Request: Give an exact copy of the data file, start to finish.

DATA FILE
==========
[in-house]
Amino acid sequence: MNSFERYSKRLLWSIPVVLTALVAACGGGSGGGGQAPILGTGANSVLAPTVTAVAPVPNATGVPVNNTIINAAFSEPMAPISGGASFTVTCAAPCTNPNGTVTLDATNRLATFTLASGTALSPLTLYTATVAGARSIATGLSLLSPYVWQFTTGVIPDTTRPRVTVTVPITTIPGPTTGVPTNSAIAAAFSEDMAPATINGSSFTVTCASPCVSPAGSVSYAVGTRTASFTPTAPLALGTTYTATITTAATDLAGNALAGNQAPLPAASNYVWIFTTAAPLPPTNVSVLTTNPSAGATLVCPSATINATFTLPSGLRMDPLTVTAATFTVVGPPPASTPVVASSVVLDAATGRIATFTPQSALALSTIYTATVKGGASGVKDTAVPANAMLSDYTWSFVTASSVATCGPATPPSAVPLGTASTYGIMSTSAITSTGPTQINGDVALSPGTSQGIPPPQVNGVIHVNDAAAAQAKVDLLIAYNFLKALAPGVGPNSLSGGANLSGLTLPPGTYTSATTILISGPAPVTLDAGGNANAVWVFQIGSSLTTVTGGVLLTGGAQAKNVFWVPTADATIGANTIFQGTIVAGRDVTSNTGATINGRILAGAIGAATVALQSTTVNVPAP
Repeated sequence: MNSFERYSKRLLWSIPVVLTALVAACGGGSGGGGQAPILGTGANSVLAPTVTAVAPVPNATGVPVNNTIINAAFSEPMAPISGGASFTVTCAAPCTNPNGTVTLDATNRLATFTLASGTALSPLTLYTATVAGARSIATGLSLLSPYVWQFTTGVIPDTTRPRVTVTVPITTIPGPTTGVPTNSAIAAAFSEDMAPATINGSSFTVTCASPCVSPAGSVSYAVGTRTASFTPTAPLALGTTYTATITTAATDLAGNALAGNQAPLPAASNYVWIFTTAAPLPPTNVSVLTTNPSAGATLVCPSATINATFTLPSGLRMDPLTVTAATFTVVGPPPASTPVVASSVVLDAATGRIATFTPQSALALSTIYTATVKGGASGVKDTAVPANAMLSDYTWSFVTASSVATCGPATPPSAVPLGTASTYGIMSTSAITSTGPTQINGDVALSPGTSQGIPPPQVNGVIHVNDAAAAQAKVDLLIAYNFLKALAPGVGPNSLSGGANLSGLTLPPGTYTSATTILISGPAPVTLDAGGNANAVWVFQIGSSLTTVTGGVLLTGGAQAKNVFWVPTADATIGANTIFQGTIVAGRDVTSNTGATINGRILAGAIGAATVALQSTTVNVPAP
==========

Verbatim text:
[in-house]
Amino acid sequence: MNSFERYSKRLLWSIPVVLTALVAACGGGSGGGGQAPILGTGANSVLAPTVTAVAPVPNATGVPVNNTIINAAFSEPMAPISGGASFTVTCAAPCTNPNGTVTLDATNRLATFTLASGTALSPLTLYTATVAGARSIATGLSLLSPYVWQFTTGVIPDTTRPRVTVTVPITTIPGPTTGVPTNSAIAAAFSEDMAPATINGSSFTVTCASPCVSPAGSVSYAVGTRTASFTPTAPLALGTTYTATITTAATDLAGNALAGNQAPLPAASNYVWIFTTAAPLPPTNVSVLTTNPSAGATLVCPSATINATFTLPSGLRMDPLTVTAATFTVVGPPPASTPVVASSVVLDAATGRIATFTPQSALALSTIYTATVKGGASGVKDTAVPANAMLSDYTWSFVTASSVATCGPATPPSAVPLGTASTYGIMSTSAITSTGPTQINGDVALSPGTSQGIPPPQVNGVIHVNDAAAAQAKVDLLIAYNFLKALAPGVGPNSLSGGANLSGLTLPPGTYTSATTILISGPAPVTLDAGGNANAVWVFQIGSSLTTVTGGVLLTGGAQAKNVFWVPTADATIGANTIFQGTIVAGRDVTSNTGATINGRILAGAIGAATVALQSTTVNVPAP
Repeated sequence: MNSFERYSKRLLWSIPVVLTALVAACGGGSGGGGQAPILGTGANSVLAPTVTAVAPVPNATGVPVNNTIINAAFSEPMAPISGGASFTVTCAAPCTNPNGTVTLDATNRLATFTLASGTALSPLTLYTATVAGARSIATGLSLLSPYVWQFTTGVIPDTTRPRVTVTVPITTIPGPTTGVPTNSAIAAAFSEDMAPATINGSSFTVTCASPCVSPAGSVSYAVGTRTASFTPTAPLALGTTYTATITTAATDLAGNALAGNQAPLPAASNYVWIFTTAAPLPPTNVSVLTTNPSAGATLVCPSATINATFTLPSGLRMDPLTVTAATFTVVGPPPASTPVVASSVVLDAATGRIATFTPQSALALSTIYTATVKGGASGVKDTAVPANAMLSDYTWSFVTASSVATCGPATPPSAVPLGTASTYGIMSTSAITSTGPTQINGDVALSPGTSQGIPPPQVNGVIHVNDAAAAQAKVDLLIAYNFLKALAPGVGPNSLSGGANLSGLTLPPGTYTSATTILISGPAPVTLDAGGNANAVWVFQIGSSLTTVTGGVLLTGGAQAKNVFWVPTADATIGANTIFQGTIVAGRDVTSNTGATINGRILAGAIGAATVALQSTTVNVPAP